The onset and the advance of this pandemic has forced us to dramatically change our lives, with the fallout leaving us feeling weary, fed up, short-changed and angry.
However, throughout all of the stress, the uncertainty and the confusion, there have been those who have, through their hard work, their hope, their bravery and their dignity, managed to become an inspiration for each and every one of us.
Therefore, when we get through this crisis, (and we will), I’ve got no doubt that history will record the following five courageous people/groups as being the very ones who influenced us, motivated us, encouraged us, and lifted us up during these devastating times.
And the award goes to…
Vicky Phelan: This extraordinary CervicalCheck campaigner has gone through agonising and heroic lengths to stay alive and see her beautiful children grow into adults. However, heartbreakingly, this lady recently revealed her decision to cease chemotherapy in order to see in the festive season with her family, disclosing that while she’s not ‘frightened of death’ on the days she’s feeling well, she worries ‘about how it’s going to end’, when she’s feeling ill.
It’s for this and many, many more reasons, that this soul-steering, exhilarating, wondrously brave legend gets my number one vote for ‘Person of the Year’.
Frontline/healthcare/emergency personnel: These titans have been asked (and expected) to treat massive amounts of people in what is a precariously shifting landscape without question and, very often, without proper rest and conditions.
Despite the fact these medical professionals have undergone years of training, it’s blatantly clear that no amount of tuition could ever have prepared them for an event such as this pandemic. Neither were they properly equipped with the skills needed to deal with the reported 34,000 assaults levelled at them over the past seven years! It’s for that reason these angels need to be recognised and rewarded for going above and beyond in trying to keep us all healthy and alive during these uncertain times. Thank you!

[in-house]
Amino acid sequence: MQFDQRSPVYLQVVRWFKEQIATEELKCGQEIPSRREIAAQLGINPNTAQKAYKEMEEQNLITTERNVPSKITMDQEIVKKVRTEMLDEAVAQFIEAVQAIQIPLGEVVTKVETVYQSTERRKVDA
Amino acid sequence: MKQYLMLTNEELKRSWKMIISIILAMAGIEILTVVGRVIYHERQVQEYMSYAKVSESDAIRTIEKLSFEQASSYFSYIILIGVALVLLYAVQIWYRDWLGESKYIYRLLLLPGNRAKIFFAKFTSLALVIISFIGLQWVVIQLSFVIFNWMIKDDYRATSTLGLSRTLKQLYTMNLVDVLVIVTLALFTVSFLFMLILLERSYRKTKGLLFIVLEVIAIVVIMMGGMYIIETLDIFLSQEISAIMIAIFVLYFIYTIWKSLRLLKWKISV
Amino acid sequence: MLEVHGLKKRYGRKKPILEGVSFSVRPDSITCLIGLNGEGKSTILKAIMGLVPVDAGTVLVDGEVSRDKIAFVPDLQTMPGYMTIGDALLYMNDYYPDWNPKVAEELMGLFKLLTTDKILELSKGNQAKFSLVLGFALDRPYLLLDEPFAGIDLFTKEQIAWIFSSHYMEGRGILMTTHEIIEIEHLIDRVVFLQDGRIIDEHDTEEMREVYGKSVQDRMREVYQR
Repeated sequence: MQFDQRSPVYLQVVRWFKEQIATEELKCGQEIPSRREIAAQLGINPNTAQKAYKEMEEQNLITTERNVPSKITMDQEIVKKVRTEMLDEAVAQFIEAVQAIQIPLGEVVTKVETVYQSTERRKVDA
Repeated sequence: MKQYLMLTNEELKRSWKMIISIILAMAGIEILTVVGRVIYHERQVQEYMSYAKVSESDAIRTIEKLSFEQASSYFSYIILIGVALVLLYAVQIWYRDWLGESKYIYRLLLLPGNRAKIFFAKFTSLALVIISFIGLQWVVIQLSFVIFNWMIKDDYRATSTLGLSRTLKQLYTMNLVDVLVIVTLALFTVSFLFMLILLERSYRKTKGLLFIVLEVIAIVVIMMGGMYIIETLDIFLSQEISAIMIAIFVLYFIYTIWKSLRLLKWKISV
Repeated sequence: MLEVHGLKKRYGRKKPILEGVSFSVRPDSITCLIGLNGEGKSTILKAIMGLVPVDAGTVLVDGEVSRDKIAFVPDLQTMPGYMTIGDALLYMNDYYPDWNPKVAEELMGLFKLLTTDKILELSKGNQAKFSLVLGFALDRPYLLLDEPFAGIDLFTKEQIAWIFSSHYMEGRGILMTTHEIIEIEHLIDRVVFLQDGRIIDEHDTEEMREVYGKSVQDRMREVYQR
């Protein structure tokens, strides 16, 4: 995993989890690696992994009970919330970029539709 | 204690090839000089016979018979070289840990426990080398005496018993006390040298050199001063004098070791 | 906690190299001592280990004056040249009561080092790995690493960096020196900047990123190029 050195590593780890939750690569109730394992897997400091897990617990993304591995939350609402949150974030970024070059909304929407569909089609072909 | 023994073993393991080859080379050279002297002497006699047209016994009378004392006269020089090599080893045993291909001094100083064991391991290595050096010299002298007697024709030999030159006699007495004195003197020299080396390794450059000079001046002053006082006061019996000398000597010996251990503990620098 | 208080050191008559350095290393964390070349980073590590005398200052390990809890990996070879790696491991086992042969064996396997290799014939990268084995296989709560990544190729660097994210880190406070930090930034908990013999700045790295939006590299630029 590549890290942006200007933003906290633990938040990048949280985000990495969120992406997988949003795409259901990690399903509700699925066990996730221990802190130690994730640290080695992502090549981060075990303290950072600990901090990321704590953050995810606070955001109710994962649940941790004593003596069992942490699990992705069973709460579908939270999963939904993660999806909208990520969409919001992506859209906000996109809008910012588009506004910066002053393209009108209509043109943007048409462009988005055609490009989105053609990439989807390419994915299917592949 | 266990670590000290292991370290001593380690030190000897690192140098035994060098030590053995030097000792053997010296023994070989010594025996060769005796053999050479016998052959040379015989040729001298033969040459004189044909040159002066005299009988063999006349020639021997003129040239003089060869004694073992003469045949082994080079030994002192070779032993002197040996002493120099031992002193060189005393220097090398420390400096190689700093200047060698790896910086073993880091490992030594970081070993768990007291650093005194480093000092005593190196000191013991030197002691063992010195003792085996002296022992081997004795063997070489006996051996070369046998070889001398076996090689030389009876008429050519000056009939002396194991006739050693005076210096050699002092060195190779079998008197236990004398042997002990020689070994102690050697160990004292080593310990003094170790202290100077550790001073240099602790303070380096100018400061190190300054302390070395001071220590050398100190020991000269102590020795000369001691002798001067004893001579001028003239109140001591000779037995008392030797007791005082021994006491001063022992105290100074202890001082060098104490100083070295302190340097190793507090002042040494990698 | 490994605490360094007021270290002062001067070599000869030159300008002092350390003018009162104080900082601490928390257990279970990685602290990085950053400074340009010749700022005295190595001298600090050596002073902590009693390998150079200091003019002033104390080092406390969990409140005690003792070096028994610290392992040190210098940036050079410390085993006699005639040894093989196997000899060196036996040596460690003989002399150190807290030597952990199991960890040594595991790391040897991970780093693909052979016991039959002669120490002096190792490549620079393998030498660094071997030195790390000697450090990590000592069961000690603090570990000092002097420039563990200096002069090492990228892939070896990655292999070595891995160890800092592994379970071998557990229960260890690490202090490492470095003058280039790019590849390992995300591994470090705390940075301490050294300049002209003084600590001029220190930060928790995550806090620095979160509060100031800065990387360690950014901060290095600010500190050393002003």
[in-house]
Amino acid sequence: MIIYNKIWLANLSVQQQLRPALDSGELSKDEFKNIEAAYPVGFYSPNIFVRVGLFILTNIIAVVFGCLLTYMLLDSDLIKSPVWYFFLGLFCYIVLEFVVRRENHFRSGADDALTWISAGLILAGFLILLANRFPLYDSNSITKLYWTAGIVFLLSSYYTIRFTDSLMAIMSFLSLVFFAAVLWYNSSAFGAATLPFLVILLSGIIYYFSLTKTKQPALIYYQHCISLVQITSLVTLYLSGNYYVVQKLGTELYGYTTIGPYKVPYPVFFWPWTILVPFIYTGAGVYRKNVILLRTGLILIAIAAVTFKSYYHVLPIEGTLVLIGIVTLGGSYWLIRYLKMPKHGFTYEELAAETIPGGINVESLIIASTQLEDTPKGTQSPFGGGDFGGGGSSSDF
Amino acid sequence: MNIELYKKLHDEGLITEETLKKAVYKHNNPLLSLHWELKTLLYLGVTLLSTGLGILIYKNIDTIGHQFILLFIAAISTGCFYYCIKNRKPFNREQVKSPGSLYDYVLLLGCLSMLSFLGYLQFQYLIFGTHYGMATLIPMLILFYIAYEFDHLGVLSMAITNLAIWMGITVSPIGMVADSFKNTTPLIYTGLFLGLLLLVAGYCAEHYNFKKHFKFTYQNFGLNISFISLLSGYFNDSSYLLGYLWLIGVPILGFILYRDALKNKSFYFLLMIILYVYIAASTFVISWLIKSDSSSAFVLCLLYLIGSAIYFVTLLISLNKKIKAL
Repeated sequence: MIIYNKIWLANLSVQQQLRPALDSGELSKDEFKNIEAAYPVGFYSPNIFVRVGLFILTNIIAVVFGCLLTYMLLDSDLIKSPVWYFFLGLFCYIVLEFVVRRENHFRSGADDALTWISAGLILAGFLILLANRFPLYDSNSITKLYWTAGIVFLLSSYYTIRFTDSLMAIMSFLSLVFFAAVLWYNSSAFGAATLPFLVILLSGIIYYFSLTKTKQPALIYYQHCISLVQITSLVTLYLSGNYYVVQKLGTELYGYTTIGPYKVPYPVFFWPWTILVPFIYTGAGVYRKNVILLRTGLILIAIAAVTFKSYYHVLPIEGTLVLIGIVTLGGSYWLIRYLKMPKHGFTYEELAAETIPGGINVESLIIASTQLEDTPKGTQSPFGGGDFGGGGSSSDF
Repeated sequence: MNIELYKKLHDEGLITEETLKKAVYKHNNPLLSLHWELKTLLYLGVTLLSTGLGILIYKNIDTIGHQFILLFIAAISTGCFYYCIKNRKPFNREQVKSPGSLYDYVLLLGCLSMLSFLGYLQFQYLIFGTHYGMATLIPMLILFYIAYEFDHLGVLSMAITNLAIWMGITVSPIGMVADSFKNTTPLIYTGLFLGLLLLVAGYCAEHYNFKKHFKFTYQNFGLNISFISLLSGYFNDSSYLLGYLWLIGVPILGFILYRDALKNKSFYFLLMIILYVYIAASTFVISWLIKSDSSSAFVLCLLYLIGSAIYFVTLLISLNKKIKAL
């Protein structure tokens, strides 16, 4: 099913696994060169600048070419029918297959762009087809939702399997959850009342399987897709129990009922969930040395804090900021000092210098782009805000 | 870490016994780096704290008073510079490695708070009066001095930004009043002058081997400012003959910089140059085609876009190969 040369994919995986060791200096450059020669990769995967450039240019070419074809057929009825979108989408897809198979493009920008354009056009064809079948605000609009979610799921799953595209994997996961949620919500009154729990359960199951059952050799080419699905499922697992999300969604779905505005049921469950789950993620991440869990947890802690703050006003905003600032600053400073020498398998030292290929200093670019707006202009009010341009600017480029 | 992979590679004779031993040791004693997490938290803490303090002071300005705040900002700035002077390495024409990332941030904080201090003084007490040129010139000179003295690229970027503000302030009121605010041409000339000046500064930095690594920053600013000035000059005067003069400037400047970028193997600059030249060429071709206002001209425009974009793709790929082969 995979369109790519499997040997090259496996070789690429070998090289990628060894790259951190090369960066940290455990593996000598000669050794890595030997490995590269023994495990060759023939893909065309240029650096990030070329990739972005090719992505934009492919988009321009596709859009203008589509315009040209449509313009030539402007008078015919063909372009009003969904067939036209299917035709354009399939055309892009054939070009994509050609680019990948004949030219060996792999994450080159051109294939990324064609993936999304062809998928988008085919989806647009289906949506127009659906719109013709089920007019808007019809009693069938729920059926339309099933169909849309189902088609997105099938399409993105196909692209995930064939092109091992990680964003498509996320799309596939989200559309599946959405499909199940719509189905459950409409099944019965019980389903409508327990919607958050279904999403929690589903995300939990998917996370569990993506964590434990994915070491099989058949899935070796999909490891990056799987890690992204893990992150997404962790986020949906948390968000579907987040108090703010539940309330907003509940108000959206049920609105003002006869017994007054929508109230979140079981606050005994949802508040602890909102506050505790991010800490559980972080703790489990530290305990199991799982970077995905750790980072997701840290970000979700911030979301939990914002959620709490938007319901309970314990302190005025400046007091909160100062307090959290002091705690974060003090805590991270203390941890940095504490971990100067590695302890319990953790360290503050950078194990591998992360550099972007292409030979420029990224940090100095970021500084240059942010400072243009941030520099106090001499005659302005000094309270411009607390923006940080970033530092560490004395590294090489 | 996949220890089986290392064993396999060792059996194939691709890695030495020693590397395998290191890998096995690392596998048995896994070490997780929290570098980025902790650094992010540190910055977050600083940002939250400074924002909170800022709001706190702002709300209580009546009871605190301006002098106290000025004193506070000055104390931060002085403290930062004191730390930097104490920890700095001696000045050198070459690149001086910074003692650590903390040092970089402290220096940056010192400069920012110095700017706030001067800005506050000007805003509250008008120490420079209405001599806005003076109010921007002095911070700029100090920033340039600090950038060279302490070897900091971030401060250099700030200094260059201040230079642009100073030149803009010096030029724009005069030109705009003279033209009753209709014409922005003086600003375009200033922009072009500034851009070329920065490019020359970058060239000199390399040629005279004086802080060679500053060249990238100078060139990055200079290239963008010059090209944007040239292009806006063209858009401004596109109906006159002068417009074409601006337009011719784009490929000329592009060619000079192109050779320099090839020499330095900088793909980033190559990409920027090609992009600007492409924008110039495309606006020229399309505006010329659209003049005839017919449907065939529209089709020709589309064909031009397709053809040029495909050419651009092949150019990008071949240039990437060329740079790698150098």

Our local Gardaí: As a direct result of this pandemic, extra pressure has been placed on our Gardaí. During lockdown, as they made sure the public adhered to travel restrictions, our boys and girls in blue were often forced to stand in appalling weather conditions, with some receiving disgusting abuse from irate (and ill-mannered) motorists; all for just for doing their jobs.
Who can forget the shocking image of a hoodlum firing a rocket in the direction of the head of one Garda during an anti-lockdown protest in Dublin last spring? According to local TD Denis Naughten, ‘Garda manpower has hit an all-time low in the Roscommon Garda District’, therefore I’d have to assume that so too has overall morale. For that reason, these courageous people deserve, not just our respect, they also deserve our support and our gratitude.
Finn Ryan: The sight of this beautiful boy ringing the bell to celebrate being cancer-free on this year’s Late Late Toy Show had me in floods of tears. Finn (8) not only accidentally broke the bell; his sweet nature, his cheeky grin, his cherubic little face and his courage nearly broke me too.
According to the Irish Cancer Society, around 200 children are diagnosed with cancer in Ireland each year. While there’s absolutely nothing like hearing the ‘C’ word to strike terror into anyone’s heart, I can only imagine the fear, the dread and the panic that every parent goes through when told their child has a life-threatening condition.
To that end, Finn, and every single child who has rung that bell, (and who is about to ring that bell), serves to remind us that there’s always hope. Finn, my darling, I wish you and your family a happy and healthy Christmas; your bravery has won the heart of the entire nation.
Kellie Harrington: Following a year of Covid-infused bad news, I was thrilled when fellow Dubliner Kellie Harrington made history by bringing home the Olympic gold medal for boxing, making her one of our nation’s ‘most bankable’ world champions!
However, it’s not just Kellie’s sporting prowess that impresses me, this woman’s appeal reaches way further than being an Olympic champion. Long before her Tokyo success, Kellie auctioned off her 2015 National Elite belt and Irish vest to raise funds for her neighbour who lost their home to a fire. She also advocates for a number of charitable causes including homelessness, the rape crisis centre, and cancer charities etc.
Since winning the gold, down-to-earth Kellie insisted ‘it’s not all about the money’, and, shunning offers to turn pro, she opted to remain in amateur boxing. In fact, within days of her returning to a hero’s welcome in Portland Row where she lives, this inspirational sportswoman clocked in at her job as a cleaner in St. Vincent’s Psychiatric Hospital in Fairview…what a champ!